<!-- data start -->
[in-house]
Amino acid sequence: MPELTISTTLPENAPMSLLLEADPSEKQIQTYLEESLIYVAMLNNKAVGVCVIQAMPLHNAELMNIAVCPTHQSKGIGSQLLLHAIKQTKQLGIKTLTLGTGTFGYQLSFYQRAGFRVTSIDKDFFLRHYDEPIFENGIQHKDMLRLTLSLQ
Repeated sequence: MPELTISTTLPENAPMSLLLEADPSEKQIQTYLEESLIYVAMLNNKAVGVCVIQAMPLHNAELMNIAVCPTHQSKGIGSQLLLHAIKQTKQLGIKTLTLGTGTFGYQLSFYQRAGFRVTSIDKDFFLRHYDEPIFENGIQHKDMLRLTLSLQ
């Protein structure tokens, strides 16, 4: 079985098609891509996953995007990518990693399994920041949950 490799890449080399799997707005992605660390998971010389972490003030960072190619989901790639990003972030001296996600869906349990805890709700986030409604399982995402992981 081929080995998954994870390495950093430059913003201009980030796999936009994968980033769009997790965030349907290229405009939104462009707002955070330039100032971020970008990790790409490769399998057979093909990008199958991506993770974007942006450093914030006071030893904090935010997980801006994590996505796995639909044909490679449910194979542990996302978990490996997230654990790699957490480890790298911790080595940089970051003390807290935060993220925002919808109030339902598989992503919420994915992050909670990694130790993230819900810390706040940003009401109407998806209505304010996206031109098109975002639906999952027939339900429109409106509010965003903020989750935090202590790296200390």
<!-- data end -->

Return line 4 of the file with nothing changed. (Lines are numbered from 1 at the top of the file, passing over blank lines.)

């Protein structure tokens, strides 16, 4: 079985098609891509996953995007990518990693399994920041949950 490799890449080399799997707005992605660390998971010389972490003030960072190619989901790639990003972030001296996600869906349990805890709700986030409604399982995402992981 081929080995998954994870390495950093430059913003201009980030796999936009994968980033769009997790965030349907290229405009939104462009707002955070330039100032971020970008990790790409490769399998057979093909990008199958991506993770974007942006450093914030006071030893904090935010997980801006994590996505796995639909044909490679449910194979542990996302978990490996997230654990790699957490480890790298911790080595940089970051003390807290935060993220925002919808109030339902598989992503919420994915992050909670990694130790993230819900810390706040940003009401109407998806209505304010996206031109098109975002639906999952027939339900429109409106509010965003903020989750935090202590790296200390």